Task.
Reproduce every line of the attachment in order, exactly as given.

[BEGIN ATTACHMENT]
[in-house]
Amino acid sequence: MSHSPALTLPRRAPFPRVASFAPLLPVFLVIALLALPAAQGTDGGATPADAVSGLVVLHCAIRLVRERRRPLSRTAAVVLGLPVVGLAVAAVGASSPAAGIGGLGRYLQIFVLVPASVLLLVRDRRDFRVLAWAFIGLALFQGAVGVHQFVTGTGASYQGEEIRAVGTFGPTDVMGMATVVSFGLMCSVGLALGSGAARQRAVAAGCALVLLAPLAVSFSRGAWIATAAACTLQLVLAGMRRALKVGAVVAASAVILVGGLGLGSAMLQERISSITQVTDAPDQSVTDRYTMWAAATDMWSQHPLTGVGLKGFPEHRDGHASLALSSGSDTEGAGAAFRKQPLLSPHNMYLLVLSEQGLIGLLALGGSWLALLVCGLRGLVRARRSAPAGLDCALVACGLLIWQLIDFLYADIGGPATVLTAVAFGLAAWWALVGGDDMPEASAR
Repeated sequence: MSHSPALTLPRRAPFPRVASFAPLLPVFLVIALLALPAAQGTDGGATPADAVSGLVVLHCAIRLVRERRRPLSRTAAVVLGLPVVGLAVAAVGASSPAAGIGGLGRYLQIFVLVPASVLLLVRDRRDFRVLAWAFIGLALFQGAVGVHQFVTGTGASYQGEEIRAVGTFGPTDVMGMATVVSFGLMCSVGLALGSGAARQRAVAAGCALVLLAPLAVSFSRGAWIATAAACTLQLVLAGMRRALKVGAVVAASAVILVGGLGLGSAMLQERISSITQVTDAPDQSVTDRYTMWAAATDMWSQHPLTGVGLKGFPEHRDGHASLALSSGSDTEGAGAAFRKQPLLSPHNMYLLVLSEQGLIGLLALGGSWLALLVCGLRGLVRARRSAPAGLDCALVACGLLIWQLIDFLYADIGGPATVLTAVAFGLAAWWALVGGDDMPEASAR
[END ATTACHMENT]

[in-house]
Amino acid sequence: MSHSPALTLPRRAPFPRVASFAPLLPVFLVIALLALPAAQGTDGGATPADAVSGLVVLHCAIRLVRERRRPLSRTAAVVLGLPVVGLAVAAVGASSPAAGIGGLGRYLQIFVLVPASVLLLVRDRRDFRVLAWAFIGLALFQGAVGVHQFVTGTGASYQGEEIRAVGTFGPTDVMGMATVVSFGLMCSVGLALGSGAARQRAVAAGCALVLLAPLAVSFSRGAWIATAAACTLQLVLAGMRRALKVGAVVAASAVILVGGLGLGSAMLQERISSITQVTDAPDQSVTDRYTMWAAATDMWSQHPLTGVGLKGFPEHRDGHASLALSSGSDTEGAGAAFRKQPLLSPHNMYLLVLSEQGLIGLLALGGSWLALLVCGLRGLVRARRSAPAGLDCALVACGLLIWQLIDFLYADIGGPATVLTAVAFGLAAWWALVGGDDMPEASAR
Repeated sequence: MSHSPALTLPRRAPFPRVASFAPLLPVFLVIALLALPAAQGTDGGATPADAVSGLVVLHCAIRLVRERRRPLSRTAAVVLGLPVVGLAVAAVGASSPAAGIGGLGRYLQIFVLVPASVLLLVRDRRDFRVLAWAFIGLALFQGAVGVHQFVTGTGASYQGEEIRAVGTFGPTDVMGMATVVSFGLMCSVGLALGSGAARQRAVAAGCALVLLAPLAVSFSRGAWIATAAACTLQLVLAGMRRALKVGAVVAASAVILVGGLGLGSAMLQERISSITQVTDAPDQSVTDRYTMWAAATDMWSQHPLTGVGLKGFPEHRDGHASLALSSGSDTEGAGAAFRKQPLLSPHNMYLLVLSEQGLIGLLALGGSWLALLVCGLRGLVRARRSAPAGLDCALVACGLLIWQLIDFLYADIGGPATVLTAVAFGLAAWWALVGGDDMPEASAR